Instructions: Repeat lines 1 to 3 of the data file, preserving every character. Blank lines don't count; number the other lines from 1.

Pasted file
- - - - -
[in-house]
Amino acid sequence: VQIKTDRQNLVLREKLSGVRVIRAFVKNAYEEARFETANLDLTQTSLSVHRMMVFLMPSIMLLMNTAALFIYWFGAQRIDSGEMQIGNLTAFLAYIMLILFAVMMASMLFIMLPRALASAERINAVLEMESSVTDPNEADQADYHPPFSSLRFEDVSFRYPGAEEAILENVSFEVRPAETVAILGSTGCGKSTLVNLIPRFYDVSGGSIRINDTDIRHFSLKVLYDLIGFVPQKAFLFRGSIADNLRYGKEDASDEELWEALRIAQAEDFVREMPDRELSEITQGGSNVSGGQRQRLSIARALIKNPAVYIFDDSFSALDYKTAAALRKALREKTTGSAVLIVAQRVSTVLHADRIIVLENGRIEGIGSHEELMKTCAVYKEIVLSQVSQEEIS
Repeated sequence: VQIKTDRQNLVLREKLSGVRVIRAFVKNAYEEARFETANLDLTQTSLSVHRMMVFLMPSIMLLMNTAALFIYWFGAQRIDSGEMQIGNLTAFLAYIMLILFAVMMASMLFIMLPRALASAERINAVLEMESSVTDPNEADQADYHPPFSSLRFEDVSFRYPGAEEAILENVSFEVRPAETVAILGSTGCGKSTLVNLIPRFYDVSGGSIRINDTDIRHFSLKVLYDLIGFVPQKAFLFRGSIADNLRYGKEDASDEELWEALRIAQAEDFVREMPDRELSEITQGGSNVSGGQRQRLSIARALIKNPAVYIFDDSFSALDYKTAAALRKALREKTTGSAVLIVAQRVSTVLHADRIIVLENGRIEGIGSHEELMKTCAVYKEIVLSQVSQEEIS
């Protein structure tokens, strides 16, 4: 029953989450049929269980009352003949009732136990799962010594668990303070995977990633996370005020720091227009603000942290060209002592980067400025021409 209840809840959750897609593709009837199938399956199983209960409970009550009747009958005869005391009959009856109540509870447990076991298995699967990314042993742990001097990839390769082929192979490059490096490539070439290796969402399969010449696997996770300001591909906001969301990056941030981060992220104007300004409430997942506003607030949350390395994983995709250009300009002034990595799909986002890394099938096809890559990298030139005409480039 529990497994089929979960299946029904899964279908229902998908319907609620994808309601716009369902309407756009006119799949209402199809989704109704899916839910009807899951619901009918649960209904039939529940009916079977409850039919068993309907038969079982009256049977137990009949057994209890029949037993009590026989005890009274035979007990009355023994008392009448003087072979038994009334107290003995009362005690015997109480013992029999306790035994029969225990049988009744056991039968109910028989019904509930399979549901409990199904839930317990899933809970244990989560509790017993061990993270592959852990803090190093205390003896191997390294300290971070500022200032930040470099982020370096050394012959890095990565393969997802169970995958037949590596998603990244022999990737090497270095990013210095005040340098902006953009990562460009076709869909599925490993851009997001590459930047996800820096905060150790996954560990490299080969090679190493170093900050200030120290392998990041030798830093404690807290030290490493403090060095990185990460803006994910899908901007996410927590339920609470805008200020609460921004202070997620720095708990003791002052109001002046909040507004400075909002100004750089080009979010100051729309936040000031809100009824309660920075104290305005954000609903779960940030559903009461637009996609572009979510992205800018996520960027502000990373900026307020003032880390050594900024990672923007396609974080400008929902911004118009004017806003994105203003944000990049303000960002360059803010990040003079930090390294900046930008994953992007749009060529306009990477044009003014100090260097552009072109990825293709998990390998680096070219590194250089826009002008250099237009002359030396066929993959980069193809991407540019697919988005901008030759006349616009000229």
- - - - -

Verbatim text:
[in-house]
Amino acid sequence: VQIKTDRQNLVLREKLSGVRVIRAFVKNAYEEARFETANLDLTQTSLSVHRMMVFLMPSIMLLMNTAALFIYWFGAQRIDSGEMQIGNLTAFLAYIMLILFAVMMASMLFIMLPRALASAERINAVLEMESSVTDPNEADQADYHPPFSSLRFEDVSFRYPGAEEAILENVSFEVRPAETVAILGSTGCGKSTLVNLIPRFYDVSGGSIRINDTDIRHFSLKVLYDLIGFVPQKAFLFRGSIADNLRYGKEDASDEELWEALRIAQAEDFVREMPDRELSEITQGGSNVSGGQRQRLSIARALIKNPAVYIFDDSFSALDYKTAAALRKALREKTTGSAVLIVAQRVSTVLHADRIIVLENGRIEGIGSHEELMKTCAVYKEIVLSQVSQEEIS
Repeated sequence: VQIKTDRQNLVLREKLSGVRVIRAFVKNAYEEARFETANLDLTQTSLSVHRMMVFLMPSIMLLMNTAALFIYWFGAQRIDSGEMQIGNLTAFLAYIMLILFAVMMASMLFIMLPRALASAERINAVLEMESSVTDPNEADQADYHPPFSSLRFEDVSFRYPGAEEAILENVSFEVRPAETVAILGSTGCGKSTLVNLIPRFYDVSGGSIRINDTDIRHFSLKVLYDLIGFVPQKAFLFRGSIADNLRYGKEDASDEELWEALRIAQAEDFVREMPDRELSEITQGGSNVSGGQRQRLSIARALIKNPAVYIFDDSFSALDYKTAAALRKALREKTTGSAVLIVAQRVSTVLHADRIIVLENGRIEGIGSHEELMKTCAVYKEIVLSQVSQEEIS